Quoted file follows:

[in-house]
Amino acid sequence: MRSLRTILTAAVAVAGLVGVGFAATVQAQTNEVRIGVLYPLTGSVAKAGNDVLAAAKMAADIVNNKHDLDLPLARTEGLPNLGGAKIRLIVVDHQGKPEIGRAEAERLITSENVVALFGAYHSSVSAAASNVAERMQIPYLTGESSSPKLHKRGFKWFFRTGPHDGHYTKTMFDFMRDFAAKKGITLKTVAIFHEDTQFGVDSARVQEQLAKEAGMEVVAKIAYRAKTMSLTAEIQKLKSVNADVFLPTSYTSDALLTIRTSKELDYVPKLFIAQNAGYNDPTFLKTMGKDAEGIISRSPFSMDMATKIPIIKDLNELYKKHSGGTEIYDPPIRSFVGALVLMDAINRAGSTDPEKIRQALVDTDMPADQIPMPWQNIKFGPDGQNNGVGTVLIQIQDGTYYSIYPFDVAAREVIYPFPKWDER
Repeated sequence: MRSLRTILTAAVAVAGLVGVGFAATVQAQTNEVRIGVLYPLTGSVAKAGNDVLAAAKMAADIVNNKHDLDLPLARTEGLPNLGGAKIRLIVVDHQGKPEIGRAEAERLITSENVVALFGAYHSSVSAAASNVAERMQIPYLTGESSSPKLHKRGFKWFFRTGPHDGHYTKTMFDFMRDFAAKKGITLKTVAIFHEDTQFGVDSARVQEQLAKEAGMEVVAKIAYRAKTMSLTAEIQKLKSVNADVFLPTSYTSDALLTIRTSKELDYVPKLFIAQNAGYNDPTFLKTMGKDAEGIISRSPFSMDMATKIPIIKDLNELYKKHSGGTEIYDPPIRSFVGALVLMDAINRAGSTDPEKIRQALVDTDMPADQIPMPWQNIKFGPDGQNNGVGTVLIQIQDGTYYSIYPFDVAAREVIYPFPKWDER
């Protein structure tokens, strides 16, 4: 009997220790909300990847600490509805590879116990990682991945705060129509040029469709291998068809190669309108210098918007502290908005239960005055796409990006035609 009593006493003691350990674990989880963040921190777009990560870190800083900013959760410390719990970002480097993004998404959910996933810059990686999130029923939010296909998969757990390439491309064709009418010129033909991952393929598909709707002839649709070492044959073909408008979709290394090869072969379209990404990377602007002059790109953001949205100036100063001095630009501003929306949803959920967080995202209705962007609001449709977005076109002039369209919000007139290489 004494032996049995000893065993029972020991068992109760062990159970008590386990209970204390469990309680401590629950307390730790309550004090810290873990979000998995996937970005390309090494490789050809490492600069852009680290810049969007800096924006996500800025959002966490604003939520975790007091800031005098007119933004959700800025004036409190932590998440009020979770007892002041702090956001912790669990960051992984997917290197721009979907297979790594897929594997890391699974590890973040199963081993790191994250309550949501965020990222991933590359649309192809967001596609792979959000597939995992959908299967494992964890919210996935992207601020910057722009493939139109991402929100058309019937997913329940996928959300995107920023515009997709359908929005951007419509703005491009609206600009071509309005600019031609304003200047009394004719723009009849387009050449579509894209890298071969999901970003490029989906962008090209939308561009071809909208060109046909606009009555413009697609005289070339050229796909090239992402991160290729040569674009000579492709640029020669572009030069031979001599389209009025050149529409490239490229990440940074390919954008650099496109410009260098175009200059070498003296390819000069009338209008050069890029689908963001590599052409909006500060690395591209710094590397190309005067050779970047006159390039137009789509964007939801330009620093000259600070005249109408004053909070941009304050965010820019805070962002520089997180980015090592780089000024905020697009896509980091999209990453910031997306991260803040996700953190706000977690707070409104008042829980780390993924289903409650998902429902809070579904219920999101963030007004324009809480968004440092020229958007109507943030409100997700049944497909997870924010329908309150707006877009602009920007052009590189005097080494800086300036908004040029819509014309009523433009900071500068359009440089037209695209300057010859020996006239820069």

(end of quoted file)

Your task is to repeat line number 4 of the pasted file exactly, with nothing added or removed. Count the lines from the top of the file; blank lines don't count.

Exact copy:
């Protein structure tokens, strides 16, 4: 009997220790909300990847600490509805590879116990990682991945705060129509040029469709291998068809190669309108210098918007502290908005239960005055796409990006035609 009593006493003691350990674990989880963040921190777009990560870190800083900013959760410390719990970002480097993004998404959910996933810059990686999130029923939010296909998969757990390439491309064709009418010129033909991952393929598909709707002839649709070492044959073909408008979709290394090869072969379209990404990377602007002059790109953001949205100036100063001095630009501003929306949803959920967080995202209705962007609001449709977005076109002039369209919000007139290489 004494032996049995000893065993029972020991068992109760062990159970008590386990209970204390469990309680401590629950307390730790309550004090810290873990979000998995996937970005390309090494490789050809490492600069852009680290810049969007800096924006996500800025959002966490604003939520975790007091800031005098007119933004959700800025004036409190932590998440009020979770007892002041702090956001912790669990960051992984997917290197721009979907297979790594897929594997890391699974590890973040199963081993790191994250309550949501965020990222991933590359649309192809967001596609792979959000597939995992959908299967494992964890919210996935992207601020910057722009493939139109991402929100058309019937997913329940996928959300995107920023515009997709359908929005951007419509703005491009609206600009071509309005600019031609304003200047009394004719723009009849387009050449579509894209890298071969999901970003490029989906962008090209939308561009071809909208060109046909606009009555413009697609005289070339050229796909090239992402991160290729040569674009000579492709640029020669572009030069031979001599389209009025050149529409490239490229990440940074390919954008650099496109410009260098175009200059070498003296390819000069009338209008050069890029689908963001590599052409909006500060690395591209710094590397190309005067050779970047006159390039137009789509964007939801330009620093000259600070005249109408004053909070941009304050965010820019805070962002520089997180980015090592780089000024905020697009896509980091999209990453910031997306991260803040996700953190706000977690707070409104008042829980780390993924289903409650998902429902809070579904219920999101963030007004324009809480968004440092020229958007109507943030409100997700049944497909997870924010329908309150707006877009602009920007052009590189005097080494800086300036908004040029819509014309009523433009900071500068359009440089037209695209300057010859020996006239820069």